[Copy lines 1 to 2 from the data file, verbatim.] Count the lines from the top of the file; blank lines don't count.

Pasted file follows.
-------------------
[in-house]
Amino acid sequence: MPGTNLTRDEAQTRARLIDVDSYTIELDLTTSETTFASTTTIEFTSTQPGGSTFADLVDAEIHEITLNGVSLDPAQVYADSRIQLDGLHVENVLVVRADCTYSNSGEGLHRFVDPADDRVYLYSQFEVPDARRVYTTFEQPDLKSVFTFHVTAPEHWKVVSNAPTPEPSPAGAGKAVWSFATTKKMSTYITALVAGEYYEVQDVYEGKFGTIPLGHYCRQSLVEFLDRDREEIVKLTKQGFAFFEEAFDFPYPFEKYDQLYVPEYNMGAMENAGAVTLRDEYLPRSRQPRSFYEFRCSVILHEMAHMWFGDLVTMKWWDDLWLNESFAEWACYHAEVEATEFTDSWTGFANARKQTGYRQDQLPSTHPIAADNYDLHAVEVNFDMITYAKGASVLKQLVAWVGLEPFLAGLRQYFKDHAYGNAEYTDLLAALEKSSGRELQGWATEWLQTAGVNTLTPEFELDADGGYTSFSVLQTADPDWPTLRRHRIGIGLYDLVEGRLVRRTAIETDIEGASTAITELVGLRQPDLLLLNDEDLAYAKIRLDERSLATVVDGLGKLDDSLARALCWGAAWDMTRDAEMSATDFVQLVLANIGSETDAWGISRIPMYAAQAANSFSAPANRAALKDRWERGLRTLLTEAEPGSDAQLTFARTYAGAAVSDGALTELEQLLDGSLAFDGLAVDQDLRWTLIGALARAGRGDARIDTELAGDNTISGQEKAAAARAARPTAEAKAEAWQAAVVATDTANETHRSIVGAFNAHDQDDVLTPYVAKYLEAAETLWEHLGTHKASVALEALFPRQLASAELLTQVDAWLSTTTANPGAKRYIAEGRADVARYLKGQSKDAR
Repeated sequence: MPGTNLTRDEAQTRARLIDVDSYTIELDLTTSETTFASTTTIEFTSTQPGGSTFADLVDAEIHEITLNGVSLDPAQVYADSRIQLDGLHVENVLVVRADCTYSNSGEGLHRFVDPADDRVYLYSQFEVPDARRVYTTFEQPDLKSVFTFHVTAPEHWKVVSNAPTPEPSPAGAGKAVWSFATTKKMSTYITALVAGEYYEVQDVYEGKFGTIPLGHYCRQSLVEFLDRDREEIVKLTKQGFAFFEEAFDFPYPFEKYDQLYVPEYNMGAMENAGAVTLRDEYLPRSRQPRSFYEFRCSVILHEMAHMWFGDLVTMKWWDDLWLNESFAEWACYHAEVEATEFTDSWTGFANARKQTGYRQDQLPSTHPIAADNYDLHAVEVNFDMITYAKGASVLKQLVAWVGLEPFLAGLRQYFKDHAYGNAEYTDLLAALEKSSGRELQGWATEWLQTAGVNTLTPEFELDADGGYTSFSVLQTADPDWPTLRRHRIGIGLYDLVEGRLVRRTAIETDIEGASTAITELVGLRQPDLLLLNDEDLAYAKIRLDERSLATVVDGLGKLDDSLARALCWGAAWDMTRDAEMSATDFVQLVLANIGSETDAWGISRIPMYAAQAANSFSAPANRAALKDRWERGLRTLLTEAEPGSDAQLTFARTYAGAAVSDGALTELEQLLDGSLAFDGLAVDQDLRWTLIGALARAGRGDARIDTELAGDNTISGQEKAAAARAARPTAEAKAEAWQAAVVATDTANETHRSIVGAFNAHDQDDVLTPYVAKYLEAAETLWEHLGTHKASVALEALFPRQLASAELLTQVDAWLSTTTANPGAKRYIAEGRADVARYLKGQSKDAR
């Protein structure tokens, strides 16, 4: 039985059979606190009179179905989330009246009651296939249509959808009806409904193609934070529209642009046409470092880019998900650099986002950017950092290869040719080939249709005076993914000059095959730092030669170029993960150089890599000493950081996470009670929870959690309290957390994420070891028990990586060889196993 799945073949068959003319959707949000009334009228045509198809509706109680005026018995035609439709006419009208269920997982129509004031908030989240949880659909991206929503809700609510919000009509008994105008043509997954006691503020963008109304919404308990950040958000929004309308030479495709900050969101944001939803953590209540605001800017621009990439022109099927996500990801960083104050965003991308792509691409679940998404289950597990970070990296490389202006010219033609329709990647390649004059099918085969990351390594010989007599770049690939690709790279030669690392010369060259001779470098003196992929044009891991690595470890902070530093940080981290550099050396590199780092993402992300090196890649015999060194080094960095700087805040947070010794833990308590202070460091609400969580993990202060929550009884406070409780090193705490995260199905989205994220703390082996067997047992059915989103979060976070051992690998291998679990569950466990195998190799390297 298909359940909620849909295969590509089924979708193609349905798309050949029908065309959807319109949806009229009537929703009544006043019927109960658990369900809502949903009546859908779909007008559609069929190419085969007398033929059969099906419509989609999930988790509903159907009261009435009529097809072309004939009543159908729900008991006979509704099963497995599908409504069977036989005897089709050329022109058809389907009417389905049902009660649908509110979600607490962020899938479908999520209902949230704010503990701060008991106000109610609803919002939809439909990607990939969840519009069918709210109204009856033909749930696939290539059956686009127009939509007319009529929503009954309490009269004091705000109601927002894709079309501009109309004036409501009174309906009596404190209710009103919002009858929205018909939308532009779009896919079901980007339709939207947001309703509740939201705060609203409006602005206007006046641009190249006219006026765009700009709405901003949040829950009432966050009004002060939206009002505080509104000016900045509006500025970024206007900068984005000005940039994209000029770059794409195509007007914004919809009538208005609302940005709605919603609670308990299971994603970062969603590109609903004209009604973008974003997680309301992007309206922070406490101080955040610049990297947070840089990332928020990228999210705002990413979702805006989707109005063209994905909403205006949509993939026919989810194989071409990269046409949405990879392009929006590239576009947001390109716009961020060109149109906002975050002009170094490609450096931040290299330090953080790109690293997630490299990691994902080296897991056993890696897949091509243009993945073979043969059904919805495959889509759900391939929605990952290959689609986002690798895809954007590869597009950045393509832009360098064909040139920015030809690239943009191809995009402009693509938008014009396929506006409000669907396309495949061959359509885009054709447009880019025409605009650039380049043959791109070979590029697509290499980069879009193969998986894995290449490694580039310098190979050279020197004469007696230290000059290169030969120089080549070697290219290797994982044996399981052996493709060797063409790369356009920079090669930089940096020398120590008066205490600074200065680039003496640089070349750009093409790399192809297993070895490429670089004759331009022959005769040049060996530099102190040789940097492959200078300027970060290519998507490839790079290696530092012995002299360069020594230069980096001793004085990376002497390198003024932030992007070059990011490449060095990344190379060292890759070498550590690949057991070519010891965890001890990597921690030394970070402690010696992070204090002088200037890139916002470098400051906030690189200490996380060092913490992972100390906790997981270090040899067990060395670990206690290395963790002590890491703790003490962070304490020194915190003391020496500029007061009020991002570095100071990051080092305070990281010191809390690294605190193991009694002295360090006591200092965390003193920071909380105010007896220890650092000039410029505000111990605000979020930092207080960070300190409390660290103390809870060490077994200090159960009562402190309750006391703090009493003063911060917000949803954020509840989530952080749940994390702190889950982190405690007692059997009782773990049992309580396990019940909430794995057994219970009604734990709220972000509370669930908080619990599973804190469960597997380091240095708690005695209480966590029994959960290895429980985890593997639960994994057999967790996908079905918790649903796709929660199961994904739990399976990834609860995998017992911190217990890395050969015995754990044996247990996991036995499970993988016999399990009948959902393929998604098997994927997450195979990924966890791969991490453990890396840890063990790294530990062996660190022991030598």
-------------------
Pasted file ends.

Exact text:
[in-house]
Amino acid sequence: MPGTNLTRDEAQTRARLIDVDSYTIELDLTTSETTFASTTTIEFTSTQPGGSTFADLVDAEIHEITLNGVSLDPAQVYADSRIQLDGLHVENVLVVRADCTYSNSGEGLHRFVDPADDRVYLYSQFEVPDARRVYTTFEQPDLKSVFTFHVTAPEHWKVVSNAPTPEPSPAGAGKAVWSFATTKKMSTYITALVAGEYYEVQDVYEGKFGTIPLGHYCRQSLVEFLDRDREEIVKLTKQGFAFFEEAFDFPYPFEKYDQLYVPEYNMGAMENAGAVTLRDEYLPRSRQPRSFYEFRCSVILHEMAHMWFGDLVTMKWWDDLWLNESFAEWACYHAEVEATEFTDSWTGFANARKQTGYRQDQLPSTHPIAADNYDLHAVEVNFDMITYAKGASVLKQLVAWVGLEPFLAGLRQYFKDHAYGNAEYTDLLAALEKSSGRELQGWATEWLQTAGVNTLTPEFELDADGGYTSFSVLQTADPDWPTLRRHRIGIGLYDLVEGRLVRRTAIETDIEGASTAITELVGLRQPDLLLLNDEDLAYAKIRLDERSLATVVDGLGKLDDSLARALCWGAAWDMTRDAEMSATDFVQLVLANIGSETDAWGISRIPMYAAQAANSFSAPANRAALKDRWERGLRTLLTEAEPGSDAQLTFARTYAGAAVSDGALTELEQLLDGSLAFDGLAVDQDLRWTLIGALARAGRGDARIDTELAGDNTISGQEKAAAARAARPTAEAKAEAWQAAVVATDTANETHRSIVGAFNAHDQDDVLTPYVAKYLEAAETLWEHLGTHKASVALEALFPRQLASAELLTQVDAWLSTTTANPGAKRYIAEGRADVARYLKGQSKDAR